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How Russia Can Deal With America's Secondary Sanctions

Problem is even companies from countries not sanctioning Russia refuse to do business there for fear they won't be able to do business with American entities


The key problem isn’t Washington DC’s direct sanctions – Russia’s trade with the US is small, any restrictions can be easily substituted for or retaliated against, while harsher measures would require an unrealistic degree of international cooperation to be effective.

As I have written, the main problem is American secondary sanctions:

1. The US market is an order of magnitude larger than Russia’s, so it is not only US corporations that will defer to Uncle Sam. This will also hold true for European corporations (most of Russia’s trade is still with Europe), for Chinese corporations (unless the CPC expressly orders them to flout US restrictions), and even for other Russian corporations (e.g. Russian state banking giant Sberbank still doesn’t have any branches in Crimea in what is probably a futile effort to avoid US sanctions).

2. The fact that the US continues to introduce even more severe sanctions against Russian companies – and we haven’t even gotten to the fallout over the Douma alleged chemical weapons attack – will make foreigners even warier of doing business in Russia than they already are, and raise the cost of business across the board.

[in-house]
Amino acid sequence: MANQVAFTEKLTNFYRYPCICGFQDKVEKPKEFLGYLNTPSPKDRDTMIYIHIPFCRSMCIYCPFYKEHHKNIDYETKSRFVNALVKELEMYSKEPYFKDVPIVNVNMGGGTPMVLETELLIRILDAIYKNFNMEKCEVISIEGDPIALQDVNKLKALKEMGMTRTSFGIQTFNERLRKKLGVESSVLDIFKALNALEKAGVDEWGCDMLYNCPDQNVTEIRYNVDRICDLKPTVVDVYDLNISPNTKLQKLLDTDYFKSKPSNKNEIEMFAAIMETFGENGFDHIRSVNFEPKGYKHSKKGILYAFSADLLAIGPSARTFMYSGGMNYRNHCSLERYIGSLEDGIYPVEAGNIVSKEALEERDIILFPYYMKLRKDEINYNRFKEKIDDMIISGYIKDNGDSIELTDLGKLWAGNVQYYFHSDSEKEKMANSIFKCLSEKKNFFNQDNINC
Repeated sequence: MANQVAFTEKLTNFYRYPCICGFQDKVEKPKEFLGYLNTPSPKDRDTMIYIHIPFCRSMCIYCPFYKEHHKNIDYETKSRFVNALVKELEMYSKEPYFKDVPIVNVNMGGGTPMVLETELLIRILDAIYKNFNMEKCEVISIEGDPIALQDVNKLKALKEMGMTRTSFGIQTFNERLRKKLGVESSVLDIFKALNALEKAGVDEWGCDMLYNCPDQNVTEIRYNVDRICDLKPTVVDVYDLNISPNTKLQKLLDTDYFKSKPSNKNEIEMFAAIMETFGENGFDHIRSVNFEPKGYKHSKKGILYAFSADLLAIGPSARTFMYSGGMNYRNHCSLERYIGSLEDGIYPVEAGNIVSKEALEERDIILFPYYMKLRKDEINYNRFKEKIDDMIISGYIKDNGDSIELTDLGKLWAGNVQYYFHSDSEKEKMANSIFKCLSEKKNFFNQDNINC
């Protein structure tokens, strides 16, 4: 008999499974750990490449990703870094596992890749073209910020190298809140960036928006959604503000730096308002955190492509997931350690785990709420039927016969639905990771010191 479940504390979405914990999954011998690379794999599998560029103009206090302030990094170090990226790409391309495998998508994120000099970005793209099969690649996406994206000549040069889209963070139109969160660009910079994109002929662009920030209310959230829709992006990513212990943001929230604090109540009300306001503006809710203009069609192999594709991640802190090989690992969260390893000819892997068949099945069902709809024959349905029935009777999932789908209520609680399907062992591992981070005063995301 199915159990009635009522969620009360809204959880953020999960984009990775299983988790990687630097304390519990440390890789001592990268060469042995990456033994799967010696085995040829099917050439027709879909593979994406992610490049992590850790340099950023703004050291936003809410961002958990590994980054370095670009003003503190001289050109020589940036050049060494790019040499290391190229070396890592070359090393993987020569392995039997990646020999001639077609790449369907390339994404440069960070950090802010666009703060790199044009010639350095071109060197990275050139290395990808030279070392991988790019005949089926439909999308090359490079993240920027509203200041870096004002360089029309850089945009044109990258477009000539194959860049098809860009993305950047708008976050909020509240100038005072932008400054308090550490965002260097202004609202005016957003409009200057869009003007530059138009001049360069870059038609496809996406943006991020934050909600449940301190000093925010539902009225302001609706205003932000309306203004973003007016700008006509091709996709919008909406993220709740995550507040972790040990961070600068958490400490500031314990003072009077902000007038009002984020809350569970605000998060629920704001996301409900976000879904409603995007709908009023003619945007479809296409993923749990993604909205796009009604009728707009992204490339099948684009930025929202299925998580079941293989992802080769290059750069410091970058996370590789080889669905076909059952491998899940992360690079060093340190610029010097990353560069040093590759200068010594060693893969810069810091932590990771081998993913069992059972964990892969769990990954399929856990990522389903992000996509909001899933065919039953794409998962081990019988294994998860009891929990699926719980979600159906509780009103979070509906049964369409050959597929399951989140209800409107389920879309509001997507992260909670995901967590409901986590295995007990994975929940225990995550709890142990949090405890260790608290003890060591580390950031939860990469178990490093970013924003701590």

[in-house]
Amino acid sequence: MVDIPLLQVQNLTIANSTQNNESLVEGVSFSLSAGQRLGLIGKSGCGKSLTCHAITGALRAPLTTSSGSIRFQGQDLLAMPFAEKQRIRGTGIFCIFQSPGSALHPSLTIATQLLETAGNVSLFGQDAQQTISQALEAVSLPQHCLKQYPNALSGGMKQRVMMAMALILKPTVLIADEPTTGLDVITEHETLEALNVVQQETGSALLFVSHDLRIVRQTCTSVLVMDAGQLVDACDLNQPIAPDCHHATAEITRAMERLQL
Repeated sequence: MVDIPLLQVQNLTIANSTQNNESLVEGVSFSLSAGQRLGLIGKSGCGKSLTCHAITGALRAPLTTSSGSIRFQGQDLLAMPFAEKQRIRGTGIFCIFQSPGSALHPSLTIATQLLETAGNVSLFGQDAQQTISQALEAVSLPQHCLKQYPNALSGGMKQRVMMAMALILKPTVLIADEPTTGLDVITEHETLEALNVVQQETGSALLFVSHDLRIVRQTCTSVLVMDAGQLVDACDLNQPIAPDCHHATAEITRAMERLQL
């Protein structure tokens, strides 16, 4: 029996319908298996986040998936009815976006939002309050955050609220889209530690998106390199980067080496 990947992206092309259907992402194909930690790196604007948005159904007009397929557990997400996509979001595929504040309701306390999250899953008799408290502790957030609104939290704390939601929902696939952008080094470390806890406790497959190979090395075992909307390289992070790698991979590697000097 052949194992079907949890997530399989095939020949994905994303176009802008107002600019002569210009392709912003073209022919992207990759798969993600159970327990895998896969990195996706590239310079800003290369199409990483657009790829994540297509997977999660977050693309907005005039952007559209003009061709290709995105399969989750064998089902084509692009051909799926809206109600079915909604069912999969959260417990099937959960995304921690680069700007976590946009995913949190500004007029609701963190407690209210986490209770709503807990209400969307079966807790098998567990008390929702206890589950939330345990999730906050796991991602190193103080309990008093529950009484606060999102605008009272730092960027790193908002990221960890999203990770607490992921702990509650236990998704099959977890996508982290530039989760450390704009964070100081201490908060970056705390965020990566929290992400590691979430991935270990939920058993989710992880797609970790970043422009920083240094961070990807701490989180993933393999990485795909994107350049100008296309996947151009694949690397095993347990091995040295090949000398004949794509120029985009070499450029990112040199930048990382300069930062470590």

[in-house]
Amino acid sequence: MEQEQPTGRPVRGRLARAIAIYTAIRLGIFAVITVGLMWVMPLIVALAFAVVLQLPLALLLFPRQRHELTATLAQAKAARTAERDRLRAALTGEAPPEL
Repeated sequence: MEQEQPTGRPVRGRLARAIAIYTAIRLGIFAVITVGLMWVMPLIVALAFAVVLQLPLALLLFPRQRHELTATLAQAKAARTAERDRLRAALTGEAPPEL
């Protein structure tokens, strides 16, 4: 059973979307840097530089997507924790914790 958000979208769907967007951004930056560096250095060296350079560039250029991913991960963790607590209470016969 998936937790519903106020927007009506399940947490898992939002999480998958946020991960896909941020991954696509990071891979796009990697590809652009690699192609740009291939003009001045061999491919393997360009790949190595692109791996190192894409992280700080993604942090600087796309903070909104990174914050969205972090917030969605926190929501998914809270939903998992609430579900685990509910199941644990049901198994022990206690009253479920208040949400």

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It appears that Russia is going to legislatively call America’s bluff in the following days. The proposed new laws, which enjoy support from the government and all the main political parties, will:

  1. Impose fines (~$10,000)/prison time (up to 4 years) on individuals and entities who support Western sanctions by refusing to do business with Russian citizens or entities on America’s SDN list.
  2. Impose fines (~$8,000)/prison time (up to 3 years) bans Russian citizens from directly promoting Western sanctions, such as “providing recommendations and sharing information.”

We are currently living in a strange, limbo-like situation where questioning the Crimea’s status as a part of Russia can be qualified as “separatism”, with several people getting prosecuted for doing so, while Sberbank – Russia’s largest, majority state-owned bank – refuses to open branches in the peninsula. With this legislation, Herman Gref’s lawyers – who say they cannot think of a scheme that will enable Sberbank to operate in Crimea without incurring sanctions – will now have to think harder.

As Egor Kholmogorov writes, Russia will now essentially be telling its “offshore patriots” to make a choice between Russia or the Washington Obkom.

Henceforth, there will be real costs associated with enforcing Uncle Sam’s Diktat on sovereign Russian territory.

I would also note perhaps an even more important element of the law is that it will soon force the US to clarify its intentions. If masses of Russian and even some heavily Russia-invested foreign companies start ignoring its secondary sanctions en masse, it will have to decide between turning a blind eye to them, or start serious moves to economically isolate it.

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In the former case, the credibility of US secondary sanctions will start collapsing, in addition annulling much of the costs of the risk-related costs of doing business in Russia. This will even have some spillover effects to other countries sanctioned by the US (you’re welcome, Iranians).